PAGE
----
Bengaluru/New Delhi: Widespread violence broke out in southern Karnataka on Monday over the apex court order to release Cauvery river water to Tamil Nadu, with angry Kannadiga protesters torching over 30 buses of a Tamil-owned bus depot in Bengaluru.
The KPN bus depot at the Kengeri yard glowed orange as flames leapt up and smoke engulfed the sky as the buses were gutted. A few hundred protesters had entered the bus depot and reportedly manhandled the drivers and other employees present there.
Managing Director of the Salem-headquartered KPN Tours and Travels Limited Rajesh Natarajan claimed that 40 of his buses were set on fire.
A dozen trucks bearing Tamil Nadu registration were smashed and their goods thrown on the streets.
A woman TV journalist and her cameraman were also beaten up by protesters during the violence in the tech city.
The city police has clamped prohibitory orders under Section 144 of the Criminal Procedure Code as a preventive measure in Bengaluru city from Monday evening.
About 10 platoons of Rapid Action Force and Central Reserve Police Force were deployed in sensitive areas across the city to prevent protestors from damaging public property, including vehicles bearing Tamil Nadu registration numbers.
"We have also taken about 200 protestors into custody on the charges of rioting, arson and resorting to violence to damage public property and causing unrest in the city," State Home Minister G. Paramehswar said.
Karnataka Chief Minister Siddaramaiah has called an emergency Cabinet meet on Tuesday morning to discuss the Cauvery issue.
Union Home Minister Rajnath Singh spoke to Siddaramaiah and Tamil Nadu Chief Minister J. Jayalalithaa over phone to enquire about the tense situation.
Siddaramaiah said he has requested the Centre for additional security forces.
Pro-Kannada protesters also pelted stones at lorries bearing Tamil Nadu registration numbers near Hubli Bypass and also vandalised many vehicles.
Hundreds of pro-Kannada activists staged demonstrations in many areas of the city protesting attacks on Kannadigas and Karnataka-registered buses in Chennai and some parts of Tamil Nadu earlier in the day.
In view of the brewing tension, inter-state buses with Tamil Nadu registration suspended services to the neighbouring state. Trucks and other vehicles also withdrew operating in the city.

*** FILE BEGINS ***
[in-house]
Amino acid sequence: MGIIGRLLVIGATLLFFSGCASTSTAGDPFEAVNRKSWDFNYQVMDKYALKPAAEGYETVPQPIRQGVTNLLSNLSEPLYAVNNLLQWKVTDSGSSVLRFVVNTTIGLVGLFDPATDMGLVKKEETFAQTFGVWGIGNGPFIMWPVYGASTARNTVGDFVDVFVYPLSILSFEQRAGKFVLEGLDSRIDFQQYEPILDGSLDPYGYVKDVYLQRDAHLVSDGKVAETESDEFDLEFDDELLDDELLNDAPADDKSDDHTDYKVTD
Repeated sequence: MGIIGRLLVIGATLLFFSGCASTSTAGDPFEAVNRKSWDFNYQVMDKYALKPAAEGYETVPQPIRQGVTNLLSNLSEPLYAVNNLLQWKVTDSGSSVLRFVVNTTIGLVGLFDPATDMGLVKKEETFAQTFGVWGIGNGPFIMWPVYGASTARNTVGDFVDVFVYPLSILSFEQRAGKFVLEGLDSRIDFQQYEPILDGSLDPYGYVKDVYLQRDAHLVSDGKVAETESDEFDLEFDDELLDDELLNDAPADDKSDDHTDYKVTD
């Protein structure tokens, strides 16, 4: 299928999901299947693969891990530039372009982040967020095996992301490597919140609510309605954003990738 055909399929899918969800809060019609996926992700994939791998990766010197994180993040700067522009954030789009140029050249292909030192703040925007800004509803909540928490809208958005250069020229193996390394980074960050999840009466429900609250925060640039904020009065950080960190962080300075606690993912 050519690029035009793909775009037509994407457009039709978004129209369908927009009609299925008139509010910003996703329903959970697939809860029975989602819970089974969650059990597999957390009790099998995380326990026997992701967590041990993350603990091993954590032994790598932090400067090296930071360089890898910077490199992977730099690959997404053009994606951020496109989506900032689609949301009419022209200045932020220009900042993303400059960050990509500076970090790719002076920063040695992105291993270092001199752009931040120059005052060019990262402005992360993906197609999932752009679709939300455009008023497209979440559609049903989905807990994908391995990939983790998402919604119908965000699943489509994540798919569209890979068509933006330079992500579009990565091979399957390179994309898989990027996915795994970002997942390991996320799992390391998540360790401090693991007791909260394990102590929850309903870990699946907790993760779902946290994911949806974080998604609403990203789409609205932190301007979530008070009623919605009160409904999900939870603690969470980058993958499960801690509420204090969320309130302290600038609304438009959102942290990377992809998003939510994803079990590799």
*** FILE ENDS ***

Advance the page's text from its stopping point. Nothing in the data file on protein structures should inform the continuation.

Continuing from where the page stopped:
Offices and eateries were shut as panic spread after the Supreme Court order. Within hours of the apex court order to release 12,000 cusecs of the river water daily till September 20, angry protesters took to streets and targetted initially trucks bearing Tamil Nadu registration numbers and attacked hotels and shops in localities where more Tamils reside across the city.
As per the 2011 census, around 2.5 million of the 10-million people in the city are Tamils, constituting the second largest community after Kannadigas.
Vehicular traffic on the busy 150 km Bengaluru-Mysuru state highway came to a standstill as hundreds of protestors staged demonstrations at Ramanagaram, Kengeri, Mandya and Srirangapatna against the apex court's latest order.
In Tamil Nadu, security has been beefed up for business establishments owned by Kannadigas and also outside the homes of noted Kannada personalities, police said on Monday.
Police also said action has been taken against the assailants who had attacked a hotel.
A group of unidentified assailants attacked the New Woodlands Hotel, owned by a Kannadiga, in Mylapore over the Cauvery row.
A hotel employee confirmed the incident, adding that no one was injured in the attack.
A bench of Justice Dipak Misra and Justice Uday Umesh Lalit gave the direction for 12,000 cusecs of Cauvery water release on Monday while modifying its September 5 order by which it had asked Karnataka to release 15,000 cusecs of water every day for the next ten days.
It also rejected Karnataka's plea to keep the September 5 order in abeyance.
The court directed the next hearing of the matter on September 20.
Expressing disappointment over the apex court's order, Parameshwar said the government would again approach it to modify the latest order due to water shortage in the reservoirs.